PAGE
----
No more surfing. Now we're mining the Net

10th October 1997 at 01:00
The Web is changing the way we teach, says Vivi Lachs after a tour of the US

Doug Player, superintendent and chief education officer of the West Vancouver School District is talking about the change he sees the Internet making to schools. "It's going to change the way teachers teach and that's what important about it".

His assurance that change is needed in the wake of the technology is something I heard repeated across cities I visited earlier this year in the United States and Canada. In some places the Internet has been a catalyst for thinking about change in classroom design, teaching style and curriculum. In other places, changes already under way have been reinforced by technology.

In Union City, New Jersey, classrooms were being converted from lecture style to groups of tables. In River-Oaks Elementary School, Toronto, Montgomery Blair High School, Maryland, and Davidson Middle School, California, pupils were accessing information from the Web as a regular part of their lessons. In Claremont High school, British Columbia, the principal, John Pringle, maintained "You can't talk about education without technology." Doug Player stressed that those schools in West Vancouver using a chalk-and-talk style of teaching may have to think again. "Rather than teachers lecturing," he argues, "children will be producing. Teachers are going to have to learn to be on the side."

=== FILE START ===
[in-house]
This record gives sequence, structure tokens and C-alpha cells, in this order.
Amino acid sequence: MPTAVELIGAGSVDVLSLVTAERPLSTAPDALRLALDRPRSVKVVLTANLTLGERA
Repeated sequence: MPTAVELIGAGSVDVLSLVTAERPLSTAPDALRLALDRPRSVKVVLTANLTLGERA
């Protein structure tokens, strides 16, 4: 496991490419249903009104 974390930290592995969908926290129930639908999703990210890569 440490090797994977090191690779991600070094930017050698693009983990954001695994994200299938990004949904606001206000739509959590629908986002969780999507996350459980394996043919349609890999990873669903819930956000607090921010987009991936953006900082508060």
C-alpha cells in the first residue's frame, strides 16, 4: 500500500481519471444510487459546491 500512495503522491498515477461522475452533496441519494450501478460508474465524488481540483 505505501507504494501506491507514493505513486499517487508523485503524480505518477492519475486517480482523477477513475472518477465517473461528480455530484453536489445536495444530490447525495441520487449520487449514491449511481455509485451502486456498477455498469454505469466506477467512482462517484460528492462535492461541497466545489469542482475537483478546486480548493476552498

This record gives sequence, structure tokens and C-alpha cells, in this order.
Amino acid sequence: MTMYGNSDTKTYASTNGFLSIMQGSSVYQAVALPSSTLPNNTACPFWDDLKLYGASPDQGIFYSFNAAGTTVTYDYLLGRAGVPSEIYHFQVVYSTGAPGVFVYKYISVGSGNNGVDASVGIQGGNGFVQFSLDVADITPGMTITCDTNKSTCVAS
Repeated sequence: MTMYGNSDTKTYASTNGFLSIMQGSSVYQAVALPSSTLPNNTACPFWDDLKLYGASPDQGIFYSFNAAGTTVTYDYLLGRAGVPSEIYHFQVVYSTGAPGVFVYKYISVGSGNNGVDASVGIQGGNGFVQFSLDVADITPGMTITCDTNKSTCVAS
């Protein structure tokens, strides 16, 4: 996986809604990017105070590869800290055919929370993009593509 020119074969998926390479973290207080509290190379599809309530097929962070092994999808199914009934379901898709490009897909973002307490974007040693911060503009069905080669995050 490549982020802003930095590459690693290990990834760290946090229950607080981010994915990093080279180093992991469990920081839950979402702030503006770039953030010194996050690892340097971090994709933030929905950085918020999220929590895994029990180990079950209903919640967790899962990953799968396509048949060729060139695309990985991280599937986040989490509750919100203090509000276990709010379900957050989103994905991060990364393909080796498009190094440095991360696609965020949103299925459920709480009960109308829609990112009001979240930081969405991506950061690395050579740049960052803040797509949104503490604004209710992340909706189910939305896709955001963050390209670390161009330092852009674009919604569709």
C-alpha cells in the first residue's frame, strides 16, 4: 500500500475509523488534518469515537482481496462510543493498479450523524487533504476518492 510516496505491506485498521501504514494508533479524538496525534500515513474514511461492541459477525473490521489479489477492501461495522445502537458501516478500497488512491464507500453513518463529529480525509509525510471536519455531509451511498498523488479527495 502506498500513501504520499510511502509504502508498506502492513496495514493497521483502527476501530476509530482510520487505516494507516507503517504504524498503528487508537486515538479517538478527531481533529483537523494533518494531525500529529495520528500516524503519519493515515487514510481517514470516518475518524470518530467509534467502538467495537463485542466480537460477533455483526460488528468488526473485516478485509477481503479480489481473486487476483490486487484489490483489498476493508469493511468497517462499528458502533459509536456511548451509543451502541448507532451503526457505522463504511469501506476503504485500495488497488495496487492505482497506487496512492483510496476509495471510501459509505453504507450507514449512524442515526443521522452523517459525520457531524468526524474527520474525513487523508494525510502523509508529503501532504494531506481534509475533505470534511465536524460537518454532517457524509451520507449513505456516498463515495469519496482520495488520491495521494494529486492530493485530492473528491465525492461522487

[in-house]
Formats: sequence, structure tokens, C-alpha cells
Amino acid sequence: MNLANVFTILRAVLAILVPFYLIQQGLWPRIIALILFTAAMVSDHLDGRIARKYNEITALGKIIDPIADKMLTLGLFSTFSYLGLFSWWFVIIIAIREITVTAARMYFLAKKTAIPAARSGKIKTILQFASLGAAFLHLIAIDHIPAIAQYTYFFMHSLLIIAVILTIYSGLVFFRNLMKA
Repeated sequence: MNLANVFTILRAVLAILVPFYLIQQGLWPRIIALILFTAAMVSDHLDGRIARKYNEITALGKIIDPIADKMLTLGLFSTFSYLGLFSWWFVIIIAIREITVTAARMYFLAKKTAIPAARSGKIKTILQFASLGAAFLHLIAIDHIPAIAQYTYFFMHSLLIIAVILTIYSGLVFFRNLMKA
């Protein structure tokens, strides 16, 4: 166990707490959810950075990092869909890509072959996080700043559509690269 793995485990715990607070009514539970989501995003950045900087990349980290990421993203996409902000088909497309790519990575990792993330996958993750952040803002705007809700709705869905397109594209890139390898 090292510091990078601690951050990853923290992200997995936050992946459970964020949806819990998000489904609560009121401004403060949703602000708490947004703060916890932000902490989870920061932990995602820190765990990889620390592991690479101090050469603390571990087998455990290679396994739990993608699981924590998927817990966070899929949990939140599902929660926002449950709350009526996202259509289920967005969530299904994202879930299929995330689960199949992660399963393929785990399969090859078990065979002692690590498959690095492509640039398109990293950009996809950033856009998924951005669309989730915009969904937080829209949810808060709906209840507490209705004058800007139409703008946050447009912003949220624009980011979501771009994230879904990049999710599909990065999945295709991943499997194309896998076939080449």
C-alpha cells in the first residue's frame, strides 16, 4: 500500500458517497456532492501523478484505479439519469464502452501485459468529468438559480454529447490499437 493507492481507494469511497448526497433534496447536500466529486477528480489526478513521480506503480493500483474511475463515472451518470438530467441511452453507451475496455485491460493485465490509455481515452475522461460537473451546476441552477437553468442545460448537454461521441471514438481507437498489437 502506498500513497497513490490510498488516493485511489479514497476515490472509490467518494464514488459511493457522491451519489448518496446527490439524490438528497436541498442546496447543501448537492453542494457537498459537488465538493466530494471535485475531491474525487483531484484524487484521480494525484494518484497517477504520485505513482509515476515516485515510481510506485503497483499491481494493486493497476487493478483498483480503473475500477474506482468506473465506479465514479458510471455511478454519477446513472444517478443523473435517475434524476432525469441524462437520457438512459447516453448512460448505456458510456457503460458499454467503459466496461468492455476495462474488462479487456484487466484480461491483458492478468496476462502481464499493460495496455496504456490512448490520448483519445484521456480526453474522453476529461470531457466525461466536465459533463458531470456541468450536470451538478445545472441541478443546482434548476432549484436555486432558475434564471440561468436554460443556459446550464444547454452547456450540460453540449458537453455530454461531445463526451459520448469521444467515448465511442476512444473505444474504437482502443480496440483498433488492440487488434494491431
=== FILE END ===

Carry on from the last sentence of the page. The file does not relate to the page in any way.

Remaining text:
The Apple Classroom of Tomorrow project (ACOT), based in Cupertino in northern California, is attempting to help teachers through this change. It is working in a number of schools in the US, and indeed in Europe (there is an ACOT school in Scotland, pictured above). Cupertino's Portal Elementary School is a showcase school. Each classroom has between four and six computers with Internet in an attempt to integrate the Net into regular teaching. The teachers are committed to using the technology to reinforce their co-operative approach to learning. Caroline Embrey at Portal talked about how children can get large chunks of dense information from the World Wide Web - her job as teacher is to help them decide what is important and what is not. "My paradigm has shifted a lot in teaching them how to approach questions with a structure for learning or the information doesn't mean anything.

"It's about inquiry and resourcefulness," she continued, "People who are resourceful do well. It's not about who has the most or who is the brightest. "

Near the school is a teachers' development centre where staff from all over the US are trained by observing lessons, talking to pupils and teachers, getting some hands-on experience and thinking about how they can move technology forward in their own schools.

ManYee DeSandies, from Alvarado elementary school in Union City, California, has made a Web site for her school with links to areas of curriculum use. "It is so important," she claims, "because it puts a parameter. It's a good kind of limitation so that the Net doesn't overwhelm you. The next step is mining, not surfing the Internet. Mining has a purpose, otherwise it's just eye-candy. "